Discussions on various topics come up anywhere there is people with certain thoughts. These discussions will come up from out of nowhere and from anywhere. When a discussion becomes a heated debate as two parties utter back and forth then it is an argument. Winning those arguments, whether you know or do not know what you are talking about, is a great feeling. Here is how to win arguments, when you have no clue of what the argument entails, by making things up, using meaningless but weighty-sounding words and phrases, and by using snappy comebacks.
Making things up is harder than it seems. Made up phrases just cant be off the top of your head, they have to be thought out. Suppose, in a Peruvian economy argument, you are trying to prove Peruvians are underpaid, a position you base solely on the fact that YOU are underpaid, and you are damned if you are going to let a bunch of Peruvians be better off. DON’T say: “I think Peruvians are underpaid.” Say: “The average Peruvian’s salary in 1981 dollars adjusted for the revised tax base is $1,452.81 per annum, which is $836.07 before the mean gross poverty level.” This second statement suggests the same thought, yet expresses it in a way that sounds more sophisticated and in turn the arguer looks better.
Next, use meaningless but weighty-sounding words and phrases. To do this, a list needs to be entered into memory. Stylish words and phrases include: let me put it this way, in terms of, vis-?-vis, per se, as it were, qua, and so to speak. Memorize Latin abbreviations such as “Q.E.D.,” “e.g.,” and “i.e.” These are all short for “I speak Latin, and you do not.”
Here’s how to use these words and phrases. Suppose you want to say: “Peruvians would like to order appetizers more often, but they don’t have enough money.” Nobody wins arguments talking like that. But you WILL win if you say: “Let me put it this way. In terms of appetizers vis-?-vis Peruvians qua Peruvians, they would like to order them more often, so to speak, but they do not have enough money per se, as it were. Q.E.D.” Only a fool would challenge that statement.
Finally, use snappy and irrelevant comebacks. Having an arsenal of all-purpose irrelevant phrases to fire back at opponents when they make valid points is great for a final blow. The best are: you’re begging the question, you’re being defensive, don’t compare apples and oranges, and what are your parameters. This last one is especially valuable. Nobody, other than mathematicians, has the clearest idea what “parameters” means.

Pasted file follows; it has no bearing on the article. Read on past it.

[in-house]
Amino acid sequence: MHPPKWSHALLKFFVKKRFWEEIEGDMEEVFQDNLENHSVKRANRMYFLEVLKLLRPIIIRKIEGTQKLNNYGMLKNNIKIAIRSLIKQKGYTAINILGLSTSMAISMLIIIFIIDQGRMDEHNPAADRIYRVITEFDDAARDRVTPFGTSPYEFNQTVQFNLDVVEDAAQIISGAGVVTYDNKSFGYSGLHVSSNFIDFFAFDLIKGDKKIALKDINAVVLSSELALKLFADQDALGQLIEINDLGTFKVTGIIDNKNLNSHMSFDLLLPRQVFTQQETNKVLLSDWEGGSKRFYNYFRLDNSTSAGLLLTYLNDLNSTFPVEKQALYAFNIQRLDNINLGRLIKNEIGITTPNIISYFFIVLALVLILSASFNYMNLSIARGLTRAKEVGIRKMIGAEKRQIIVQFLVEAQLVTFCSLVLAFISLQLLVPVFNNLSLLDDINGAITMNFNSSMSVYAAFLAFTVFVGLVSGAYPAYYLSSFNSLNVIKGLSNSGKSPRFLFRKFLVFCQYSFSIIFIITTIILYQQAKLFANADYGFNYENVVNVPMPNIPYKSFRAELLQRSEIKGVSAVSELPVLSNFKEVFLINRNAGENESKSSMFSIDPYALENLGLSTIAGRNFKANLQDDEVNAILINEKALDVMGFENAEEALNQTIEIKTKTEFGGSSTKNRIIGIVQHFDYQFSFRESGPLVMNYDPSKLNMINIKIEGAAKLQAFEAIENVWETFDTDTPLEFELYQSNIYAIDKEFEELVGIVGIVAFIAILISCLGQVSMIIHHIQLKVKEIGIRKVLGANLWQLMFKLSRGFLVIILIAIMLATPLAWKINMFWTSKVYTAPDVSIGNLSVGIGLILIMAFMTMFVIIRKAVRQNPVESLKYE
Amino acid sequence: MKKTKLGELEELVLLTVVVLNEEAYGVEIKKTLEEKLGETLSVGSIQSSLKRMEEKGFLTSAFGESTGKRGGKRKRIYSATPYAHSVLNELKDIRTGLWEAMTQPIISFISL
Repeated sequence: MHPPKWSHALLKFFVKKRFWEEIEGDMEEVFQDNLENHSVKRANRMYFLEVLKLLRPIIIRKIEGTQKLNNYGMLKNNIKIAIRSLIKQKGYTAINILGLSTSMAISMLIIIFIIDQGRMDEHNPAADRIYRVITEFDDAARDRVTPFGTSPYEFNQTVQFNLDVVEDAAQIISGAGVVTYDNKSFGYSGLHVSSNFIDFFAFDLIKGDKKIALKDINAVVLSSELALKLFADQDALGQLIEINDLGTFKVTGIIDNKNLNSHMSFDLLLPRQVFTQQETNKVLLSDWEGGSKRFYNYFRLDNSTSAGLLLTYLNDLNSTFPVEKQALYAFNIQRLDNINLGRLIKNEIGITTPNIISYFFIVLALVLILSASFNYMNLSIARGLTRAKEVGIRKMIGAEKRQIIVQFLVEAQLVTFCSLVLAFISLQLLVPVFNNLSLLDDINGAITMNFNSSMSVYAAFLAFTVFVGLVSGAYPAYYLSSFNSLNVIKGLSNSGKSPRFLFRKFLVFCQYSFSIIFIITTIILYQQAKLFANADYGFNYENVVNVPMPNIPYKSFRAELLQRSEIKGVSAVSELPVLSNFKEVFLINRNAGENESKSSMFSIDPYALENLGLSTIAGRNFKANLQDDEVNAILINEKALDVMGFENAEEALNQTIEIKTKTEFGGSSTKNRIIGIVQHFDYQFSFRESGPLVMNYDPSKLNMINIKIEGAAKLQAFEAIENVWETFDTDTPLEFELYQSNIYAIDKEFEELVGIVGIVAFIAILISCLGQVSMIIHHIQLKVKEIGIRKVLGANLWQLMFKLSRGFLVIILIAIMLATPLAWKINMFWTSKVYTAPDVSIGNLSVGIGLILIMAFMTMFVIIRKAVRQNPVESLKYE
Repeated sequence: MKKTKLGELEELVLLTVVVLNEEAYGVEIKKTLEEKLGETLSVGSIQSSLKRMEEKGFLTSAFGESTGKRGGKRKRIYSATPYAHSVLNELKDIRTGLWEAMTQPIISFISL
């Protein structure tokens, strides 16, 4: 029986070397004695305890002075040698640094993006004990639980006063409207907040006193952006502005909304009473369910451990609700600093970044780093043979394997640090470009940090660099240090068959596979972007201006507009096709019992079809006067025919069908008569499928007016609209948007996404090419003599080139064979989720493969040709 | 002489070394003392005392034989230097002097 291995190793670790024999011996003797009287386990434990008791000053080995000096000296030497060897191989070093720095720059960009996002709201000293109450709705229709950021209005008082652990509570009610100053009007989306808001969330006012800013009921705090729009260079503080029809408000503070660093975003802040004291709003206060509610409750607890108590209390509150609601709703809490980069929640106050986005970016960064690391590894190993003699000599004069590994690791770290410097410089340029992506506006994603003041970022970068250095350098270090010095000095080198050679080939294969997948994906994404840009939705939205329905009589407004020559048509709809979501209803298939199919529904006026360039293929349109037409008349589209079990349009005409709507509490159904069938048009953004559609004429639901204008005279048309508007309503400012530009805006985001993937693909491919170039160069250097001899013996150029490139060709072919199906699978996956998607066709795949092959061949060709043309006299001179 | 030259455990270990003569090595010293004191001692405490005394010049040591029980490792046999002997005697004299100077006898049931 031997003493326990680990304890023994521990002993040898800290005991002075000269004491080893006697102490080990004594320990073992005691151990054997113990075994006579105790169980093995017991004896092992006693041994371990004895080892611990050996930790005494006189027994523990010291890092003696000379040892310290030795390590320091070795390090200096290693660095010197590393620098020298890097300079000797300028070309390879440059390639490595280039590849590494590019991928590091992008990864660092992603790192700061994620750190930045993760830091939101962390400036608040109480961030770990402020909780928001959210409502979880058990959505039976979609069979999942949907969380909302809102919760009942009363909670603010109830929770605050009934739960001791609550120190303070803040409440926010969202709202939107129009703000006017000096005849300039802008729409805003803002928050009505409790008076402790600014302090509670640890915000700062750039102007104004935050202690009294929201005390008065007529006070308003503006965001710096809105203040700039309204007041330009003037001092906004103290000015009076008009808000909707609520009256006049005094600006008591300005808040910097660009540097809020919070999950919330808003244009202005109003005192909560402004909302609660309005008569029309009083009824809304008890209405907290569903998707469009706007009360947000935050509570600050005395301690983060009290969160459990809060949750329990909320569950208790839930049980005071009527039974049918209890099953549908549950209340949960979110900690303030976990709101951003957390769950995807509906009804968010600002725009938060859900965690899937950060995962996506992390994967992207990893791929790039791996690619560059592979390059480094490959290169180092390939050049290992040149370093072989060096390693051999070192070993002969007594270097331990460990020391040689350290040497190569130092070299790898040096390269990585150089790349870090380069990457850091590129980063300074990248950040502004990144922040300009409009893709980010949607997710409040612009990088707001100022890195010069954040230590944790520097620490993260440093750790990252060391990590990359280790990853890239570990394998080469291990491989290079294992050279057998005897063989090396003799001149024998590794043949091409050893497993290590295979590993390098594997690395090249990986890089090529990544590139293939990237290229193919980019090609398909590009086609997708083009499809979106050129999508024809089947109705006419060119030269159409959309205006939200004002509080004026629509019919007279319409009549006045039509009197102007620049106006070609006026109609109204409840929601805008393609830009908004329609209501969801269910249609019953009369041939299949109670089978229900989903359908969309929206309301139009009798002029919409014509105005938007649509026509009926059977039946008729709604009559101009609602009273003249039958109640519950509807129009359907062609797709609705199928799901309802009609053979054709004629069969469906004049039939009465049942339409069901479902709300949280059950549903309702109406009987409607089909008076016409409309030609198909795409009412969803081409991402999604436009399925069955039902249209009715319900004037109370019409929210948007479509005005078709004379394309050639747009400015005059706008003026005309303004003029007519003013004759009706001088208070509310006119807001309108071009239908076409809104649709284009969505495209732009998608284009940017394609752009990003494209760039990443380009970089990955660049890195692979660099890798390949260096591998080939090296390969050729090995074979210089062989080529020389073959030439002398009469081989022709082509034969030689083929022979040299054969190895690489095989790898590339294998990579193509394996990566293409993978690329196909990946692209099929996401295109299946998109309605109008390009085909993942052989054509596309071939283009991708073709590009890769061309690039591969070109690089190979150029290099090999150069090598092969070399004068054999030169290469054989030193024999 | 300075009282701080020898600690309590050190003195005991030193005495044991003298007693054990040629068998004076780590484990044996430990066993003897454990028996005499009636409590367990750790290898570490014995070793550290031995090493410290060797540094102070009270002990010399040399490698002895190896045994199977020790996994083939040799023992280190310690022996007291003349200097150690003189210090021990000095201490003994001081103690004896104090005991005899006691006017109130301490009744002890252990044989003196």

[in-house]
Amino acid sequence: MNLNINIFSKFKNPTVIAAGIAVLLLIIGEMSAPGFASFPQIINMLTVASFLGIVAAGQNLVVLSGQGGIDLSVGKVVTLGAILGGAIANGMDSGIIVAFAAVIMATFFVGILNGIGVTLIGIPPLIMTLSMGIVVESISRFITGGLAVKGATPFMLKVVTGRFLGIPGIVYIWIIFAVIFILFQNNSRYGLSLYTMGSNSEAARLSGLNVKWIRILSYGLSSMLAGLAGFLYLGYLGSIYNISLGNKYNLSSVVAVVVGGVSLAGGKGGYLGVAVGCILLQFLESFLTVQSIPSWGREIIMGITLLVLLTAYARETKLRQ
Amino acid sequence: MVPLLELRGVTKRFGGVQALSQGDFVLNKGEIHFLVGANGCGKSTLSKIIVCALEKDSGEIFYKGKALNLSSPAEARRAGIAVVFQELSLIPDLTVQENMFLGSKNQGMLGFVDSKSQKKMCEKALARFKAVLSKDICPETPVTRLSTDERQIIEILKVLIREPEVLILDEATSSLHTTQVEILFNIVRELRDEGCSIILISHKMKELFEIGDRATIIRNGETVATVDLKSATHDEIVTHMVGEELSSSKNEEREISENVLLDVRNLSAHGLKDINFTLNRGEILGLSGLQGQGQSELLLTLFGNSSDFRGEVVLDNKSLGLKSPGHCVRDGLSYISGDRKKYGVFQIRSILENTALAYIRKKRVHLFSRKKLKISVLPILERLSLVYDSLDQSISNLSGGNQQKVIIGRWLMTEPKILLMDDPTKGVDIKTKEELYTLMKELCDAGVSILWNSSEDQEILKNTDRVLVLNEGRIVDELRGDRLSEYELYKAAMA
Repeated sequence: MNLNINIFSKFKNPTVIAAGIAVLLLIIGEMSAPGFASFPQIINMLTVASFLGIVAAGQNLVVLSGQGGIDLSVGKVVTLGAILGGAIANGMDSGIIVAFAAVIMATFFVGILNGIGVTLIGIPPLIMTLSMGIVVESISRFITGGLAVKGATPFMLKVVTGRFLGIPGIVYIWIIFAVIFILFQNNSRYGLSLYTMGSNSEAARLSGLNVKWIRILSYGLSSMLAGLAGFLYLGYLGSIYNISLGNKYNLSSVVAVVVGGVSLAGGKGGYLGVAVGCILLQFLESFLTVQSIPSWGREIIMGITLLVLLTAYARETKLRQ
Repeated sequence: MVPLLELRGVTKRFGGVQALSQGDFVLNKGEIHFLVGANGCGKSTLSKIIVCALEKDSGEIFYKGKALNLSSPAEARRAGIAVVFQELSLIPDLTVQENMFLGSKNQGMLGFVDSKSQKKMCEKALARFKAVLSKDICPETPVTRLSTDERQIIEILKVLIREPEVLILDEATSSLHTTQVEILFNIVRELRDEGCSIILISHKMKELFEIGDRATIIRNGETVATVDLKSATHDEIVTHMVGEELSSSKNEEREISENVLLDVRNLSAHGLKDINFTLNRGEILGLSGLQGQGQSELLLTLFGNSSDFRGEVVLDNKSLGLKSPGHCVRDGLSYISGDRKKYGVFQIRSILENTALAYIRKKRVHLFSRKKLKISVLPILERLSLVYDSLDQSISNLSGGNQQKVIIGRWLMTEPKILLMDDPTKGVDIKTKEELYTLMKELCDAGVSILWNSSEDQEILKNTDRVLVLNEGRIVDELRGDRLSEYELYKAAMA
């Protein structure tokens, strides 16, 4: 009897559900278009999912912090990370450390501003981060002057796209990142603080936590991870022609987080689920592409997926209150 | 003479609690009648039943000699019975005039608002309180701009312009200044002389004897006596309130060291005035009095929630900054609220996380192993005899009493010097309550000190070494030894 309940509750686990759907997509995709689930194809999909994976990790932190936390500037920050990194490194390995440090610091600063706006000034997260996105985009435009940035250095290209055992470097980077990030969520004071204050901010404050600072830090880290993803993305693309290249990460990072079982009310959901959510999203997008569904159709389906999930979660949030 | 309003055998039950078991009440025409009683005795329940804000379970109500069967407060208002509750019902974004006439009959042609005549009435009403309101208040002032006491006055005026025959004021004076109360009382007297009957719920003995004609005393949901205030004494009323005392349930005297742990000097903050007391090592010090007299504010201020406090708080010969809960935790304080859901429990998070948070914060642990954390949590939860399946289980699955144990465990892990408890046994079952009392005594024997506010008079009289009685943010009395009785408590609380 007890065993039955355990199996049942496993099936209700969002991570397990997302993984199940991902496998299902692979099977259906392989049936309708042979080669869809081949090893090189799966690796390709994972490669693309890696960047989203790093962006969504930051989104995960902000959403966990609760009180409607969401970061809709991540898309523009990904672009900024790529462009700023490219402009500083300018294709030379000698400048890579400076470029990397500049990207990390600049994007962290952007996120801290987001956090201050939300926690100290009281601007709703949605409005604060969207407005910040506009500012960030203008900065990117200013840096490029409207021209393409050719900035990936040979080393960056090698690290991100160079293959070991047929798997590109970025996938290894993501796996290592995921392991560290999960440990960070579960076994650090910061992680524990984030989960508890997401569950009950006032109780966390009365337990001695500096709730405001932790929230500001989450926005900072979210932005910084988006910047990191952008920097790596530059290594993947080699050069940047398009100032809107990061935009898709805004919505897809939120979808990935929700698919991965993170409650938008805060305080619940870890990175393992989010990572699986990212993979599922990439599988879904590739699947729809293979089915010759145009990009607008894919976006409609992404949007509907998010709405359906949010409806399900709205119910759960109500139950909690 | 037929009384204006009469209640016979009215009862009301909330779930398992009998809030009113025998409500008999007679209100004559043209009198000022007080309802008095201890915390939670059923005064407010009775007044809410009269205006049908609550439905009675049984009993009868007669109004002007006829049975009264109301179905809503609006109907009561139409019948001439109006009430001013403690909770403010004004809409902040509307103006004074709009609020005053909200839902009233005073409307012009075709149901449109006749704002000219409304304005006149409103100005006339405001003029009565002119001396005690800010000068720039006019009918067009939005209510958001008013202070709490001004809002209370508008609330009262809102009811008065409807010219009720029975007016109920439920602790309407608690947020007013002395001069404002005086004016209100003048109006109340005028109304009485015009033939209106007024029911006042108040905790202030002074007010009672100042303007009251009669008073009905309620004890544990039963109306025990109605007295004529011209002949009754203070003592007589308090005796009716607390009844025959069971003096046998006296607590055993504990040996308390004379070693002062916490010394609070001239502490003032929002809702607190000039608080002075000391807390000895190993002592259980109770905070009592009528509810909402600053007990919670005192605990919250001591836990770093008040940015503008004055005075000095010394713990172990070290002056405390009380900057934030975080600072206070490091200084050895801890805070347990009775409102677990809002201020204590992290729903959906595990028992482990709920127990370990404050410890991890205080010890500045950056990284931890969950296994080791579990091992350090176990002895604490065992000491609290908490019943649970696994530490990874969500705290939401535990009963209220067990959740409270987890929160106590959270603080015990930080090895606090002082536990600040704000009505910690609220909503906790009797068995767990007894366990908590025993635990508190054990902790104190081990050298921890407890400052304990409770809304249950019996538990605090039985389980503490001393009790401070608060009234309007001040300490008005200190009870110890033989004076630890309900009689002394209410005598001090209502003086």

When all else fails, compare your opponent to Adolf Hitler. This is the heavy artillery, for when an opponent is obviously right and you are spectacularly wrong. Bring Hitler up subtly. Say: “That sounds suspiciously like something Hitler might say” or “You certainly do remind me of Hitler.” Most people refer to Hitler as an evil person. Implying that an opponent is making a statement that Hitler would say, shows that you will give no mercy as you fail miserably.
So that’s it. You now know how to out-argue anybody. One thing to remember in using this trade is to do not try to pull any of this on people who generally carry weapons. In now knowing the three basic steps to winning any argument, there are endless uses of this vat of information provided. Some potential areas are court; speeding tickets; and on Hollywood Squares as a square celebrity. All three areas of arguing can and will be improved, as to be more believing, if ones vocabulary is particularly lofty. That is, to discern words like puerile, eschew, egalitarian, and reticence will make opponents quiver in their boots. Remember that to confuse the opponent and make it look like you know what you are talking about is the key to success in any argument. Just make the rival believe what you are sputtering even when you do not believe it yourself.